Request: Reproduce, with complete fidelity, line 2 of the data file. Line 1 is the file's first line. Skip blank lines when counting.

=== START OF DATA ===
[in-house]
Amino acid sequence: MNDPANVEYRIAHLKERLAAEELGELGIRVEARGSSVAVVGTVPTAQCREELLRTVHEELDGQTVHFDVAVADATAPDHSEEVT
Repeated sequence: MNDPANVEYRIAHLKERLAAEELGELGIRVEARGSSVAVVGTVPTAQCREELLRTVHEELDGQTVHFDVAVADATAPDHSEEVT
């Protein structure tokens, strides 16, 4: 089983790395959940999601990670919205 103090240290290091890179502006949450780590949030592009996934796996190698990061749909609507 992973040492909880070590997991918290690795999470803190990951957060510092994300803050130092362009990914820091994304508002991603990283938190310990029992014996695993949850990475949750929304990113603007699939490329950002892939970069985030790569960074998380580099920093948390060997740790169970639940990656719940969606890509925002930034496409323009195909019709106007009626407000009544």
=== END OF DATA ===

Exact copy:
Amino acid sequence: MNDPANVEYRIAHLKERLAAEELGELGIRVEARGSSVAVVGTVPTAQCREELLRTVHEELDGQTVHFDVAVADATAPDHSEEVT